). However, the authors noted that lack of information on psychiatric diagnosis and recruitment from a tertiary center might limit generalization of the study's findings to other U.S. veterans.
The findings of Salinsky et al. have important clinical care implications. In terms of diagnosis, PNES in 25% of veterans referred for vEEG 5 to 20 years after onset of symptoms in 37% of these veterans emphasizes the need to include PNES in the differential diagnosis of military TBI cases with posttraumatic epilepsy. Increasing physicians' awareness about PNES in military posttraumatic epilepsy cases is particularly important, because underreporting and lack of treatment for PTSD, depression, and somatic symptoms in military experiencing mild TBI can increase both the risk for PNES and its morbidity.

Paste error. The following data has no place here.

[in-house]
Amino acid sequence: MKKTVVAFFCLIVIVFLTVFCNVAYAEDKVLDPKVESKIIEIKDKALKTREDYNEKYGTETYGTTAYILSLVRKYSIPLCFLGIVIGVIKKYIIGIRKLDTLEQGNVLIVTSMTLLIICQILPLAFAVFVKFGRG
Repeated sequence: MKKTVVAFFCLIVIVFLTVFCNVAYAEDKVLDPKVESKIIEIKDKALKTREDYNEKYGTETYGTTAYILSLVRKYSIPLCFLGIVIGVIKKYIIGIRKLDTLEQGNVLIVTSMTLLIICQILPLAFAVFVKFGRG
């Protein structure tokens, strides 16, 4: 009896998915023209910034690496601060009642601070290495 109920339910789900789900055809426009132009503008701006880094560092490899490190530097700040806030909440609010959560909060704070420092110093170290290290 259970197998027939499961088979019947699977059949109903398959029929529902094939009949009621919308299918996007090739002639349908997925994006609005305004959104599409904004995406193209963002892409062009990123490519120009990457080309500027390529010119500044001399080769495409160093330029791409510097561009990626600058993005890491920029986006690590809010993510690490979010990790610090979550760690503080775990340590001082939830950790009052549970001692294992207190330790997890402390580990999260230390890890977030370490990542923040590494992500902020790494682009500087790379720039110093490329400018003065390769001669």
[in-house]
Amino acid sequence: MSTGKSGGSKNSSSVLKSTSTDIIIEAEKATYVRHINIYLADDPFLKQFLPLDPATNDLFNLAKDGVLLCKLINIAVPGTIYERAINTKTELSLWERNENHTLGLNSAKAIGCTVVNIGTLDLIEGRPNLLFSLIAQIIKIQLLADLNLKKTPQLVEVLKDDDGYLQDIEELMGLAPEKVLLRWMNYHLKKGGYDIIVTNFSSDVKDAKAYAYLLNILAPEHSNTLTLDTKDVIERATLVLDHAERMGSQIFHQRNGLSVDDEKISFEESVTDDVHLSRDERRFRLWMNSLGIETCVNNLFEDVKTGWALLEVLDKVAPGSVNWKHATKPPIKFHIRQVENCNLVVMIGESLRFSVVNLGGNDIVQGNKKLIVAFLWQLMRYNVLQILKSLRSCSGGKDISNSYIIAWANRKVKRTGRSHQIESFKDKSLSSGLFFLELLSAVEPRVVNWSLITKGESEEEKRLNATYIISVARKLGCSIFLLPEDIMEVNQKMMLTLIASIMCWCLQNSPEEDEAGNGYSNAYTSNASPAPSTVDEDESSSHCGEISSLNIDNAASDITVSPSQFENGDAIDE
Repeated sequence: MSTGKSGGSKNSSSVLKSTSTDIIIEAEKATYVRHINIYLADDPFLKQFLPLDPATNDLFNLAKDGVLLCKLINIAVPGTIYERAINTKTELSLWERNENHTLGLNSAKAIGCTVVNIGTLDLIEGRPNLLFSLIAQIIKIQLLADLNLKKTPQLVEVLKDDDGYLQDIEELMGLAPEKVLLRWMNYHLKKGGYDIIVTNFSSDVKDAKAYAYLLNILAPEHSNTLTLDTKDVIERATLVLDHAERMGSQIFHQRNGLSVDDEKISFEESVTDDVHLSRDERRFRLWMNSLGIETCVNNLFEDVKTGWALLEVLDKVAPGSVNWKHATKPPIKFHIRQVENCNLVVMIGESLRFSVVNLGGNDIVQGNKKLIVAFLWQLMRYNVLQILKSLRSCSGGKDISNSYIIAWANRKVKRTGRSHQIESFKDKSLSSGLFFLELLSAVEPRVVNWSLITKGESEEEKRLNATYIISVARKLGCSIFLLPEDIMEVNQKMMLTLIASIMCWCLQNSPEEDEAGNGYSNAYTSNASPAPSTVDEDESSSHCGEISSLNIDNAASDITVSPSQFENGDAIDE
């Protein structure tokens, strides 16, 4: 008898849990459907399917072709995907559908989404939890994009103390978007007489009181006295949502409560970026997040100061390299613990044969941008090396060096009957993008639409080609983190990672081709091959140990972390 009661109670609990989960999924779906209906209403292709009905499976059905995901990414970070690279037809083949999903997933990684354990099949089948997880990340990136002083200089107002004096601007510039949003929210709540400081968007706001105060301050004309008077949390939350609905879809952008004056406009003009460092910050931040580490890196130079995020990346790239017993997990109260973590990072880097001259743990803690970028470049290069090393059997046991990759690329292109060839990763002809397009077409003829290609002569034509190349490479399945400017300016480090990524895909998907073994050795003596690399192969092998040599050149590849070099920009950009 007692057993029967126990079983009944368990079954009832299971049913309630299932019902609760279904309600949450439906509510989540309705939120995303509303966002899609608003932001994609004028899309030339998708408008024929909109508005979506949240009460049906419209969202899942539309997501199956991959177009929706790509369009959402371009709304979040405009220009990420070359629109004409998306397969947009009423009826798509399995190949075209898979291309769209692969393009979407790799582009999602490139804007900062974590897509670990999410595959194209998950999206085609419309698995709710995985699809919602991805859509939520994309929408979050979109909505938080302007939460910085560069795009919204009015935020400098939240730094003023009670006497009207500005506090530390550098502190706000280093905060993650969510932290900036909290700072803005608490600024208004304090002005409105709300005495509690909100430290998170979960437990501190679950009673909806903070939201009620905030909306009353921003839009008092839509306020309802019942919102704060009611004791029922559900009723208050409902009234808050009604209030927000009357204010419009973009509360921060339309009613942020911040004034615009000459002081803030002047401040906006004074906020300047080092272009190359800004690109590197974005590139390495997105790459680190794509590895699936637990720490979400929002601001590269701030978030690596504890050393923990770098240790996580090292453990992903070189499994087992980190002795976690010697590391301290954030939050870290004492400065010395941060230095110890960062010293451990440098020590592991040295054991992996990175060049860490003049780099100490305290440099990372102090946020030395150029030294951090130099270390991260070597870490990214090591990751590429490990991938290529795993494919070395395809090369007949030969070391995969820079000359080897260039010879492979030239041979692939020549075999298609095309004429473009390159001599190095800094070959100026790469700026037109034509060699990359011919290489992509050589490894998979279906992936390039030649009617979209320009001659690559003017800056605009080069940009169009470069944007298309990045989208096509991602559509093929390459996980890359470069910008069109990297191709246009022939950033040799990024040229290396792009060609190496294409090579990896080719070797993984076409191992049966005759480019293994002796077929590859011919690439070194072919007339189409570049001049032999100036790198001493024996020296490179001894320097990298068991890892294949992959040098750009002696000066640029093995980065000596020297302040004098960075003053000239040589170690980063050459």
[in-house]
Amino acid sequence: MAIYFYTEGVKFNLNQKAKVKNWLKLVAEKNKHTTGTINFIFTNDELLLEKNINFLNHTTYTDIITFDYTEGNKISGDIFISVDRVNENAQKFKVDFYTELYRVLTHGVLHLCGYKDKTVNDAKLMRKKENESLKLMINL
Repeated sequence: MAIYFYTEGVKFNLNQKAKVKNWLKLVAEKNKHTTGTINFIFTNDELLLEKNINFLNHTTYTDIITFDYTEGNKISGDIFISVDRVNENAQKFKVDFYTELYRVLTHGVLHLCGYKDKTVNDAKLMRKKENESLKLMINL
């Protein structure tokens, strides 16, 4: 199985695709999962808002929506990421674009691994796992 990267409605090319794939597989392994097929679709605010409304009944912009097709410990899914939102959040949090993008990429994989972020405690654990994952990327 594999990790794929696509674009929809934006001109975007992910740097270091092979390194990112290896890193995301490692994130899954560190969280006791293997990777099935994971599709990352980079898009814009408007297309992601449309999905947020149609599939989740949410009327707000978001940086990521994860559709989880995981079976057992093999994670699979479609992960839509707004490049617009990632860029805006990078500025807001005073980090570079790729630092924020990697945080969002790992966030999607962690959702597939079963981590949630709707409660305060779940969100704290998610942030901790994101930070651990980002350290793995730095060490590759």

Regarding treatment, these findings emphasize the importance of revisiting prophylactic prescription of AEDs for late onset posttraumatic epilepsy in military cases of TBI. The guidelines of the American Academy of Neurology (17
) clearly state that, “Prophylactic use of phenytoin or valproate is not recommended for preventing late post-traumatic seizures.” The cognitive and behavioral adverse effects associated with AEDs (particularly when they are not indicated) might further impair the poor functioning, prevent employment, and decrease the quality of life of PNES patients. Although not examined in this study, these conditions might have contributed to the veterans increased use of medical services as suggested by the larger number of prescription drugs and number of patients on benzodiazepines and narcotics. Finally, the need for prescription drugs, benzodiazepines, and narcotics indirectly reflects the PNES veterans' unmet mental healthcare needs. Early diagnosis of PNES and referral for specialized psychiatric and psychological care can prevent this downhill process.